You might think that musicians, with our reputation for being rebels and free-thinkers, might be well-placed to embrace slow travel. We can easily find ourselves, however, in a situation where someone else is making all the decisions for us— especially if we want others to handle the ‘boring stuff’ so that we can just focus on being artists. The problem there is that booking agents and managers are typically (and understandably) in the business of squeezing in as many shows as possible, while limiting expenditure. It’s therefore important for us, as musicians, to use our own heads, and own voices, whenever possible. We also need arts organisations — and, more widely, governments — to take decisions that provide us with the precious commodity of choice.
These two points have inspired my organisation’s focus on slow travel. Every year, Making Tracks selects eight musicians to take part in a month-long residency and tour. This September all artists selected from mainland Europe will be travelling to the UK by train to take part. We’ll be paying selected artists for every day travelled, and making their journeys part of the project through social media take-overs and other activities. In this way we hope to incentivise them — and other organisations — to take their own similar steps.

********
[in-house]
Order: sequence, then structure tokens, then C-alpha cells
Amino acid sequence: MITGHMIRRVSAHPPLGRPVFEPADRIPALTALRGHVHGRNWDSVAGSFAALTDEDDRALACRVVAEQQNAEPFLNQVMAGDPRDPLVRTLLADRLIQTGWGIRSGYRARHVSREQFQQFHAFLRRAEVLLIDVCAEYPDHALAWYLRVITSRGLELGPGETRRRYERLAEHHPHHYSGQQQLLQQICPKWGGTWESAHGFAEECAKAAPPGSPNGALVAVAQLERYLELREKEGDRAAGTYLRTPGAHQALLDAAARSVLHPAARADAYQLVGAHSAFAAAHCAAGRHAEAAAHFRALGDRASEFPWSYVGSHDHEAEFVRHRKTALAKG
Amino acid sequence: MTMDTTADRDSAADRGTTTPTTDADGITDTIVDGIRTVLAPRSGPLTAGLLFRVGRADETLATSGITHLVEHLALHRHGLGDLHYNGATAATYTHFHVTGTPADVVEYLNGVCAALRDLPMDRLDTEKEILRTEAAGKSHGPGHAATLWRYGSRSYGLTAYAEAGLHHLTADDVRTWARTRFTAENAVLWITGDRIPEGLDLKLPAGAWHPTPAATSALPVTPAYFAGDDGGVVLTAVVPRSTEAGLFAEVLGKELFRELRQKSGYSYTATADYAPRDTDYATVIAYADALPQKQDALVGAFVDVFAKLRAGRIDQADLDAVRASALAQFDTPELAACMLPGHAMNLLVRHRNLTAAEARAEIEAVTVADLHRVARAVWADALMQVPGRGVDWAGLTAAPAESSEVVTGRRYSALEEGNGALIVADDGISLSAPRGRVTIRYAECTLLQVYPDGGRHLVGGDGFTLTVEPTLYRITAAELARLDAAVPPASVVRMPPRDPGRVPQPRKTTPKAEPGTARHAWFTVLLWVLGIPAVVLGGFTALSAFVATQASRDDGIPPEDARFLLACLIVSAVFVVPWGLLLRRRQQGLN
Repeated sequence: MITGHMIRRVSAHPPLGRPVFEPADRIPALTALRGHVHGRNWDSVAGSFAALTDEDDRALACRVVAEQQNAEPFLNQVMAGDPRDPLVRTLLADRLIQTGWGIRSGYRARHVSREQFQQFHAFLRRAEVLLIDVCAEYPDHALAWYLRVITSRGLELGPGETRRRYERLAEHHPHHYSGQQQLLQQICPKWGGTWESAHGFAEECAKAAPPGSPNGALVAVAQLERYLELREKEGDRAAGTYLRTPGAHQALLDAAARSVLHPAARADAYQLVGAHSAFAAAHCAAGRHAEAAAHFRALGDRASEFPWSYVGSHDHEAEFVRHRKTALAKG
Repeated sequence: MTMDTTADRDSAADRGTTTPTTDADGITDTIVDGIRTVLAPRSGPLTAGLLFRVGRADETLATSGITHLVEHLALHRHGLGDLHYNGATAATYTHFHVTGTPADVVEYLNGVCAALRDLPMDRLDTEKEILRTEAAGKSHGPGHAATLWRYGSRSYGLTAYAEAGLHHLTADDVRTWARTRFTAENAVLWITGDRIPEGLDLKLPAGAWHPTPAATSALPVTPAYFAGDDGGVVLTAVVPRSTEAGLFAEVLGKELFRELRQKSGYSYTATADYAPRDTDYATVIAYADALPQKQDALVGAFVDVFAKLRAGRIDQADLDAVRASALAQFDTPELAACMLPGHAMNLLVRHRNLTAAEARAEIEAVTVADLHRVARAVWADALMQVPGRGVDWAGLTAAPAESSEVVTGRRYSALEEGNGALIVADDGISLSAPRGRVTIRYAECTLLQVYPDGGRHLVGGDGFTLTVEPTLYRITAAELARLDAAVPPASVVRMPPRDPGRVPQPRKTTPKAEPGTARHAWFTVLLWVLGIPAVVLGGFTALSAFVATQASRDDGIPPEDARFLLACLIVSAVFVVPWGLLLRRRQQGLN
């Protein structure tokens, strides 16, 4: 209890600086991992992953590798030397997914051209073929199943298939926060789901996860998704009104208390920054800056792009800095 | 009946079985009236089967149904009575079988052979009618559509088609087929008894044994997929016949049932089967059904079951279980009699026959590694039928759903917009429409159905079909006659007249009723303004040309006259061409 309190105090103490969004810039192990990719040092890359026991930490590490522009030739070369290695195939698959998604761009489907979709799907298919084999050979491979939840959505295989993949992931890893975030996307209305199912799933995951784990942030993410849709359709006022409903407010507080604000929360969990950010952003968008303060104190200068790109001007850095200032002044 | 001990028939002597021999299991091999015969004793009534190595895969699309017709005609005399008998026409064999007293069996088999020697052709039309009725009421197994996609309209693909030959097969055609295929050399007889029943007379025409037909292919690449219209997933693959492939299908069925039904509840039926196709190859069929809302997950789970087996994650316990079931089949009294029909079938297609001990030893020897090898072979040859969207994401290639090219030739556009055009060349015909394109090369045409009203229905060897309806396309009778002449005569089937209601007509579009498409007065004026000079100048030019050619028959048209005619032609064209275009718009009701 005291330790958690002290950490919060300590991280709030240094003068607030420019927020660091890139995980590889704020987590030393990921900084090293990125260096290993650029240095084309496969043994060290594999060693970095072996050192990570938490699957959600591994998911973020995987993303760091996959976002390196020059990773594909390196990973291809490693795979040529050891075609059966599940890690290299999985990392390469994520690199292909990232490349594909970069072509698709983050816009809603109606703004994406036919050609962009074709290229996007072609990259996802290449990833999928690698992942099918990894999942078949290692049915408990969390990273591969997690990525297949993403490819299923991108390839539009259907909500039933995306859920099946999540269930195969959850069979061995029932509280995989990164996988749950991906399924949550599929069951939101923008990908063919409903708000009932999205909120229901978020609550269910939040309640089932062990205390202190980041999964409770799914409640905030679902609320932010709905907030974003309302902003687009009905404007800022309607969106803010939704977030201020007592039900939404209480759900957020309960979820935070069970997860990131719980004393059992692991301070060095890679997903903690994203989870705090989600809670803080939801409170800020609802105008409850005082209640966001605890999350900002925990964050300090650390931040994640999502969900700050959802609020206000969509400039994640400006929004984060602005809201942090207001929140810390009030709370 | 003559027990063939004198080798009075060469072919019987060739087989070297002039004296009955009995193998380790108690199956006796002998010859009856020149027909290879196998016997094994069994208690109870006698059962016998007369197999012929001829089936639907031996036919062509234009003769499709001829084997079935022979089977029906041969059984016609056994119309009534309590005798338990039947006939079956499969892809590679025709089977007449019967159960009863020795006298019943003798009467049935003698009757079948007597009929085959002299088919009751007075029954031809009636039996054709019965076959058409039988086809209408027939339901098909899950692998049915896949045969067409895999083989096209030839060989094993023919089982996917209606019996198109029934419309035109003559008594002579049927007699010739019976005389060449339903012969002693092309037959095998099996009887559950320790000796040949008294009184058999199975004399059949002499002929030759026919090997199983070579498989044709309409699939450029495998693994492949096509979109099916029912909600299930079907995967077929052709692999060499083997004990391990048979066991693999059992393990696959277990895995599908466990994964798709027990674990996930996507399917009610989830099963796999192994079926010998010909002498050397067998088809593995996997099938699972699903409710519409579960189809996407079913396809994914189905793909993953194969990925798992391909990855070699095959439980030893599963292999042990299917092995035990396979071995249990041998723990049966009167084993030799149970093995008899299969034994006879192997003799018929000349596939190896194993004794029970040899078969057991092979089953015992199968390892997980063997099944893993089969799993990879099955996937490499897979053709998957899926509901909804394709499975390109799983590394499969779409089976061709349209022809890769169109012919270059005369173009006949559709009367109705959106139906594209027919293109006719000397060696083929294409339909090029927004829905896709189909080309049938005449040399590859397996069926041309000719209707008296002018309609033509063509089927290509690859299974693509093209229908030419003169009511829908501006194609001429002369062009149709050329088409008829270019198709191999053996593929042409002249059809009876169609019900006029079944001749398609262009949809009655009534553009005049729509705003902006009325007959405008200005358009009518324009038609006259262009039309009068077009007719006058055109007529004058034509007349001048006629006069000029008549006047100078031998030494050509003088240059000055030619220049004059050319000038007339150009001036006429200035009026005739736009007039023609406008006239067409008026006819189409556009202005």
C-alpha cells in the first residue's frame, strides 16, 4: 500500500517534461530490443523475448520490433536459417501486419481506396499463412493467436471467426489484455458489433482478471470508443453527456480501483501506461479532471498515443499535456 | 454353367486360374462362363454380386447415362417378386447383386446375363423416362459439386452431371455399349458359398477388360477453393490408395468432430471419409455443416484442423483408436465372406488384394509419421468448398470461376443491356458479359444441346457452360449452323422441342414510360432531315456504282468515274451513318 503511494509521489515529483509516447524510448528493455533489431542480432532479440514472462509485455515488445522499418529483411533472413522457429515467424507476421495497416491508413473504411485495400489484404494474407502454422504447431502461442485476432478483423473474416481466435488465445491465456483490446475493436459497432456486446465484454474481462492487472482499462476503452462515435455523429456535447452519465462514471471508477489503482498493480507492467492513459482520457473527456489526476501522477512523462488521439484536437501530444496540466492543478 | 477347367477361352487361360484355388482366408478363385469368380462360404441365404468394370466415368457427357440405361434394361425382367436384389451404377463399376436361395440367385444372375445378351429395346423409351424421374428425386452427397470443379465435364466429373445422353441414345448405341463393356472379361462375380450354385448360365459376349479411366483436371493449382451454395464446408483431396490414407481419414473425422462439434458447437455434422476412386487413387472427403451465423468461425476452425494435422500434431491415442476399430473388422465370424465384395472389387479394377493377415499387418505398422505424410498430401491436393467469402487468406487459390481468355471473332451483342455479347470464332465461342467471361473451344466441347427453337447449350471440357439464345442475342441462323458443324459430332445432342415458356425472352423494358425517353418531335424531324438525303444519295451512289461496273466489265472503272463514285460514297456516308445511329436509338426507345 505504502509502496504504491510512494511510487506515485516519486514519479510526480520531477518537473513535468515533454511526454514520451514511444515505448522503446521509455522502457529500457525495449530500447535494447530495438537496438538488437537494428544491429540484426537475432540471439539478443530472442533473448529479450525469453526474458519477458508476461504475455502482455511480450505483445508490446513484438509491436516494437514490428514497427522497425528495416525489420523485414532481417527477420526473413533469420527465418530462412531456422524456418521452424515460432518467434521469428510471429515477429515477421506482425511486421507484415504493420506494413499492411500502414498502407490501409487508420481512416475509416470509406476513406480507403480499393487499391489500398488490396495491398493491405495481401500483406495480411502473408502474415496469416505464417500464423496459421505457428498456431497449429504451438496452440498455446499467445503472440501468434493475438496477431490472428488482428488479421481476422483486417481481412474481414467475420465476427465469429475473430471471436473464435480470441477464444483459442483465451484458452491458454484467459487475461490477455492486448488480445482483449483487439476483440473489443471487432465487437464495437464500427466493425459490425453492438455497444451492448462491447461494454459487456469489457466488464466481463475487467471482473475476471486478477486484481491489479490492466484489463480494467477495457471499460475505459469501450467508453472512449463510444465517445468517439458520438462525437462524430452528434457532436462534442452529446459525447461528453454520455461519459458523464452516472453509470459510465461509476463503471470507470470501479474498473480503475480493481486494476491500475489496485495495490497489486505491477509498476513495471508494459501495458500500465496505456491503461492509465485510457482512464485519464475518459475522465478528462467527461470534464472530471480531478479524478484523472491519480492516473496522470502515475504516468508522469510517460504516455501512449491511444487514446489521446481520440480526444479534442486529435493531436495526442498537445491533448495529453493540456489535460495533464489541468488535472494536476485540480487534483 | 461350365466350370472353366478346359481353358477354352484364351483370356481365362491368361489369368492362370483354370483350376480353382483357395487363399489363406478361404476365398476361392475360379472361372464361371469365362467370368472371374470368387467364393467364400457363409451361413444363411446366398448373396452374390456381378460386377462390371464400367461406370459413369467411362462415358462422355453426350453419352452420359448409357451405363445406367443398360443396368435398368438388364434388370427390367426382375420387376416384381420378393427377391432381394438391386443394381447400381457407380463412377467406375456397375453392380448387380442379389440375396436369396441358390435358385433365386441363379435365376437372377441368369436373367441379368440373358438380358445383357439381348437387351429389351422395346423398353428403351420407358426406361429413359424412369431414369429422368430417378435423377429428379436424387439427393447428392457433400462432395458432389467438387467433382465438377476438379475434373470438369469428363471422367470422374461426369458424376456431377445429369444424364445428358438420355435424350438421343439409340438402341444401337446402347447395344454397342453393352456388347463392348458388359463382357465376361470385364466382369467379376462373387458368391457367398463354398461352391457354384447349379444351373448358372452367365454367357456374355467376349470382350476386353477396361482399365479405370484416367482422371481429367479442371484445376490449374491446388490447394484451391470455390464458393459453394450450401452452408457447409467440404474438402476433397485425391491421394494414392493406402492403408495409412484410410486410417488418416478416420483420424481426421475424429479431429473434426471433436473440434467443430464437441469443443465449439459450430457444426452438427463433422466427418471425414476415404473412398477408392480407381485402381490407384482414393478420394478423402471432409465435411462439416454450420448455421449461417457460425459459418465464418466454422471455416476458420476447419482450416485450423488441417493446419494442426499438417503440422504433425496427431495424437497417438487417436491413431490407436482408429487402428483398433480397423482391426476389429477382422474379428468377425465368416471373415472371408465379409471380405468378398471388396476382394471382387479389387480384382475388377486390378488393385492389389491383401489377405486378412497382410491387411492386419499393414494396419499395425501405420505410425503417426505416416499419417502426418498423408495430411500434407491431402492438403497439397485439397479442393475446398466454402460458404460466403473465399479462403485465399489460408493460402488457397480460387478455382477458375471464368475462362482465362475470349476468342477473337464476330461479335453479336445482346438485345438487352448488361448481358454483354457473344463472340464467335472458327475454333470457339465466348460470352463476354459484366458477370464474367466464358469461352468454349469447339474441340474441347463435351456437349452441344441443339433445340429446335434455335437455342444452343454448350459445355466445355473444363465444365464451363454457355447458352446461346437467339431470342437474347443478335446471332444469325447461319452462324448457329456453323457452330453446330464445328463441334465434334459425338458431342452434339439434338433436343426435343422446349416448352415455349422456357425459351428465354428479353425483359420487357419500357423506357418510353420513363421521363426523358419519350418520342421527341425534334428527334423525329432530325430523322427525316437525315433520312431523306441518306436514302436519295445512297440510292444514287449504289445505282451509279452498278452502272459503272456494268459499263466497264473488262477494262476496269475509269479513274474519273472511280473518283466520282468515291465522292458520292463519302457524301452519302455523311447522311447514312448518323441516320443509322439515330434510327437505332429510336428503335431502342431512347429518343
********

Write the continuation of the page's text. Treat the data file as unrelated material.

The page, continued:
The Journey Ahead
Understanding the environmental impact of your own air miles as an individual is more complex than understanding the impact of the aviation industry as a whole. The intriguing concept of the ‘carbon shadow’, complicates things even further. There may be regular flyers whose overall ‘positive carbon shadow’ arguably makes up in some ways for their flying footprint (how do we even begin to calculate the net environmental impact of David Attenborough’s travel measured against his wider impact, for example?). On the other hand there are people who don’t fly at all, but whose overall negative shadow nevertheless looms large. Given this complexity — and for the economic and systemic reasons mentioned above — I am personally (for the most part!) not in favour of ‘flight-shaming’. I have great respect for the few people I know who’ve committed to never flying again for environmental reasons, but I also understand why some people don’t feel that they can or need to commit to taking such a step.
At an organisational level however, it’s much more clear: the age of flying artists around the world in the name of cultural exchange, without thinking about the environmental impact, should be over. Musical encounters undoubtedly have the power to foster greater empathy, tolerance and understanding across social, cultural, and geographical borders. But we also need to remember that all art and culture is sustained by the natural world. In the words of the author Mark Cocker, “biological loss is cultural loss”. Given the environmental pressures we are placing our world under I feel strongly that Making Tracks needs to somehow strike a balance between these competing but connected impulses. The final destination is unclear, but we’re determined to embrace the journey and learn as much as we can along the way.